fought against U.S. in War of 1812,
were moved west in 1836.
Settled before 1836 by men
who had fought in this area
under Andrew Jackson.
Indian name: . . . — — Map (db m40595) HM
On East Ft. Williams Street east of North Broadway Avenue (Alabama Route 21), on the left when traveling east.
Here, on a gentle west slope just outside of the original town limits, lies the earliest public cemetery in Sylacauga. The earliest tombstone remaining in the cemetery dates to 1839. Its location and the adjacent family plots of later dates reveal . . . — — Map (db m131718) HM
Near East Ft. Williams Street east of North Broadway Avenue (Alabama Route 21), on the left when traveling east.
After the incorporation of Sylacauga in 1838 came the establishment of this cemetery where for the next 75 years most of the citizens were buried-- many graves being now unmarked.
In 1974-75 as a tribute to these past generations and a legacy . . . — — Map (db m131731) HM
On North Broadway Avenue (Alabama Route 21) at East 1st Street, on the right when traveling north on North Broadway Avenue.
The district contains a collection of late-19th to mid-20th century commercial buildings representing over 60 years of Sylacauga's commercial history. On December 1, 1886, the Anniston and Atlantic Railroad became the first railroad to come through . . . — — Map (db m131719) HM
On South Norton Avenue south of West Fort Williams Street, on the right when traveling north.
This example of the world's purest white marble is 500 million years old, is 98 percent pure calcium carbonate, and weighs 29,000 pounds. This quality marble is found only in the Sylacauga area in a seam 32 miles long, 12 miles wide and 400 feet . . . — — Map (db m131729) HM
On North Broadway Avenue (Alabama Route 21) at West 8th Street, on the left when traveling north on North Broadway Avenue.
The Works Progress Administration (WPA), the Sylacauga community, and the state of Alabama, constructed this library in 1939. The building is the result of $16,588 from raised local funds including a $5000 donation for furnishings from the family of . . . — — Map (db m131721) HM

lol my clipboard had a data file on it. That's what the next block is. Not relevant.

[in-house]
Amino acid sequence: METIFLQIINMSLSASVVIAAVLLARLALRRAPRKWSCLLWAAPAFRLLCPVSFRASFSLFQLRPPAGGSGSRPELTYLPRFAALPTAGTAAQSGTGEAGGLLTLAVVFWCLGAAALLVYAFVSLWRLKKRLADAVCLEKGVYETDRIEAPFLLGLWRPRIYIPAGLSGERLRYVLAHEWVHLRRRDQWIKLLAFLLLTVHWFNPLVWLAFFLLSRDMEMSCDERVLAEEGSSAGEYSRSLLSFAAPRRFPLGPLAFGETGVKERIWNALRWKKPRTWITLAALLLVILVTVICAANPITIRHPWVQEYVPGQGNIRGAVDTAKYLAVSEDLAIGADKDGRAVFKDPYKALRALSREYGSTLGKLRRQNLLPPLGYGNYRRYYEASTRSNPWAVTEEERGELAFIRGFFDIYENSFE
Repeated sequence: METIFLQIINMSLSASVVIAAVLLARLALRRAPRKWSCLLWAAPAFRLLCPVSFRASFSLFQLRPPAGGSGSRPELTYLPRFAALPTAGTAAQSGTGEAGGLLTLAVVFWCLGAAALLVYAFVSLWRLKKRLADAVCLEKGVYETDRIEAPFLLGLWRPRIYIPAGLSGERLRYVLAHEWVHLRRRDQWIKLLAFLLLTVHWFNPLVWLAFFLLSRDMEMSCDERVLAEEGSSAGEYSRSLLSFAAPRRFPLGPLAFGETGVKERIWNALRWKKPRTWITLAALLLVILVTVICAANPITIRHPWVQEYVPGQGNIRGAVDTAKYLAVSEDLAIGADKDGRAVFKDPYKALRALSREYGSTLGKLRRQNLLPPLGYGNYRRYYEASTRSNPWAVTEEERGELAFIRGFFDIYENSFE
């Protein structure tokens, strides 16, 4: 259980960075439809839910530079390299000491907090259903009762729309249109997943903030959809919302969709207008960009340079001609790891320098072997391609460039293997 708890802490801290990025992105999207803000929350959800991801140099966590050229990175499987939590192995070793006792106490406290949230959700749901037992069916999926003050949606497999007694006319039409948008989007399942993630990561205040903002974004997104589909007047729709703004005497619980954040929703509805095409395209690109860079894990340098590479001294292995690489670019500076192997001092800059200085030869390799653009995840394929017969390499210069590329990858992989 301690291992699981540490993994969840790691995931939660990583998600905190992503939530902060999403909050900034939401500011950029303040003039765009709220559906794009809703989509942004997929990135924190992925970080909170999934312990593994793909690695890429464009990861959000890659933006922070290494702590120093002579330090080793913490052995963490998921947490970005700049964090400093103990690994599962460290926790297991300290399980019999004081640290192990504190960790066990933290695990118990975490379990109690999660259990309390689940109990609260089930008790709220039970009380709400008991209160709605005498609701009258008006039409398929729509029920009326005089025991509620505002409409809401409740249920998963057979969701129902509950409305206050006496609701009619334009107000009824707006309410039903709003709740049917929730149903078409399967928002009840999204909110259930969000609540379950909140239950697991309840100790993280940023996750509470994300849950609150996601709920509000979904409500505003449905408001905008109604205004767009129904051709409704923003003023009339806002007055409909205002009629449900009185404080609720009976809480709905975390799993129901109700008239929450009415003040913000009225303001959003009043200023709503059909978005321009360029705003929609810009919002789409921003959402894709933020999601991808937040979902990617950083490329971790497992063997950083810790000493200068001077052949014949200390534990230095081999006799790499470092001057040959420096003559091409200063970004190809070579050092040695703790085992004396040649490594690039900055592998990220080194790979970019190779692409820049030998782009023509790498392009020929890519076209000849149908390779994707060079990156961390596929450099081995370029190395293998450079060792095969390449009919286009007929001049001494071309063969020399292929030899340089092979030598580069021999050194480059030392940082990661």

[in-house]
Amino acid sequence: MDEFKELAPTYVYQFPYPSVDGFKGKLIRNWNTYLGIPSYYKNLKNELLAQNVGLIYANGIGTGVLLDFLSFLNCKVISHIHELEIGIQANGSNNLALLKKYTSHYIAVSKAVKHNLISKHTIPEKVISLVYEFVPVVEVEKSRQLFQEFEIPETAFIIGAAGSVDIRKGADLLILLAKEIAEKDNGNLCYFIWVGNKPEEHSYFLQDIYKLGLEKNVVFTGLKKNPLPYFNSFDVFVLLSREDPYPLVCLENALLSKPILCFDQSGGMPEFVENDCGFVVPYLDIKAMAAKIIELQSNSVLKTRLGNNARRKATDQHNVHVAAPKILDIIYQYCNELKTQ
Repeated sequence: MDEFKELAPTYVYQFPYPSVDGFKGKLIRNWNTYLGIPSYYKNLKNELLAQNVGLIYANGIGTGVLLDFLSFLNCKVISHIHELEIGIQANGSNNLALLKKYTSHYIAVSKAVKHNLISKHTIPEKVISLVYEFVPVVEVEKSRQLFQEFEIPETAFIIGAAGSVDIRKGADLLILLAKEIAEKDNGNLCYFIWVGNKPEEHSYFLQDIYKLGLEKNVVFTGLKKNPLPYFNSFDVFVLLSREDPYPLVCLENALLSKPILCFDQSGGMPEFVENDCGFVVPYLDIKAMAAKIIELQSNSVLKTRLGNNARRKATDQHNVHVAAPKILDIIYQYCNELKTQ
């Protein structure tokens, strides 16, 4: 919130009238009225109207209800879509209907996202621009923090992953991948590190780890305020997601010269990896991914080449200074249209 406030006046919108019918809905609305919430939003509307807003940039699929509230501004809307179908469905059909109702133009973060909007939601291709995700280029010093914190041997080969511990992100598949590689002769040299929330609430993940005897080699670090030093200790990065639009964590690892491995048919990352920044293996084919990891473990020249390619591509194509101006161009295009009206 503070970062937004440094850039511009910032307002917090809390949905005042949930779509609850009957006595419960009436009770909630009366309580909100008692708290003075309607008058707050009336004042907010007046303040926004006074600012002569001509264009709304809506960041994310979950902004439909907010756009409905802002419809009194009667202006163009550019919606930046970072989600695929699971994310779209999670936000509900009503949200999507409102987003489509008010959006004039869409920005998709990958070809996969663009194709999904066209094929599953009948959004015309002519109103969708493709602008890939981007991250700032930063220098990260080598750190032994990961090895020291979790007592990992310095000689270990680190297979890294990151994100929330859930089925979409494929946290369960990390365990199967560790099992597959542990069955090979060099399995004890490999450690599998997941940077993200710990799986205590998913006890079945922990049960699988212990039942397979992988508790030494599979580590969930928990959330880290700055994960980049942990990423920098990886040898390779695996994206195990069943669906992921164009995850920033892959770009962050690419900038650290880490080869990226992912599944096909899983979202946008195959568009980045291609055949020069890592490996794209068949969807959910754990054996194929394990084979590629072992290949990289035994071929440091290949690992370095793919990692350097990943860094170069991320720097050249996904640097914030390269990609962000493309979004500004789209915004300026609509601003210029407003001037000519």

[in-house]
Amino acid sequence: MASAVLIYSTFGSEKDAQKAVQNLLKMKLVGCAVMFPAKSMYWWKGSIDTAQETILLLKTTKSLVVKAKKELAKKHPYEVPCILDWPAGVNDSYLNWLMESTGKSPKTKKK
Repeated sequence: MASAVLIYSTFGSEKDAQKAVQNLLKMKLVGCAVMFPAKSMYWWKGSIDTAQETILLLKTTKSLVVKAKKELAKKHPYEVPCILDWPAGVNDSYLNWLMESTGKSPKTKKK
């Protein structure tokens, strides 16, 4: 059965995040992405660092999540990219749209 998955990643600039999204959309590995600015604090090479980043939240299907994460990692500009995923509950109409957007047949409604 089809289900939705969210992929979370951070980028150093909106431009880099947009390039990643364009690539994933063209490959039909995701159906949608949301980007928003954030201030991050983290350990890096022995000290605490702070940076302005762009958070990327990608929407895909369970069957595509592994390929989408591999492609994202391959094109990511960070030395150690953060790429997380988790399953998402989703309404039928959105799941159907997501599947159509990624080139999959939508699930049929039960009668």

On South Street East (State Highway 77) at East Street South, on the right when traveling east on South Street East.
By action of the Alabama Conference of The Methodist Episcopal Church, South in session at Talladega, December 13-18, 1854, Auburn University and Birmingham - Southern College were born. The delegation resolved to “have a college within the . . . — — Map (db m28202) HM
On East Battle Street at Court Street North, on the right when traveling west on East Battle Street.
Here Andrew Jackson led Tennessee Volunteers and friendly Indians to victory over hostile “Red Sticks.”
This action rescued friendly Creeks besieged in Fort Leslie.
Creek Indian War 1813 - 1814. — — Map (db m28205) HM
On Alabama Route 21 north of Mardisville Road (County Road 241), on the right when traveling north.
Site of U.S. Land Office
for sale of lands ceded
by Creek Indians, 1832.
Early courts held here after
Talladega County created.
Named for Samuel W. Mardis,
settled from Tennessee. — — Map (db m160542) HM
On Ashland Highway (State Highway 77) east of Chaffee Street, on the right when traveling east.
Originally conceived 1864 as a home for children of Confederate dead by Synod in session at Selma.
Opened at Tuskegee 1868 - relocated in Talladega 1891. A haven for dependent youth of Alabama providing training, education, and worship in a . . . — — Map (db m28206) HM
The City of Talladega was incorporated in 1835. Not long after the founding of Talladega, the Square became the town center. The Talladega Courthouse was built in 1836 and is the oldest courthouse in continuous use in Alabama. The courthouse . . . — — Map (db m37229) HM
On Brignola St, 0.2 miles east of N East st (Alabama Highway 77).
The distinguished Joiner family lived here in an imposing mansion, demolished in 1970.
James H. Joiner: Pioneer in Talladega's progress while publisher, 1844-73, of one of Alabama's most influential newspapers - The Democratic Watchtower. . . . — — Map (db m37220) HM
On W. North Street at Court Square West, on the left when traveling west on W. North Street.
Seven Battle Stars
☆ ☆ ☆ ☆ ☆ ☆ ☆
World War II
☆ Iwo Jima Operation
☆ Okinawa Gunto Operation
First of the 31 ship convoy with occupation troops
to dock at Yokohama on VJ Day, . . . — — Map (db m12212) HM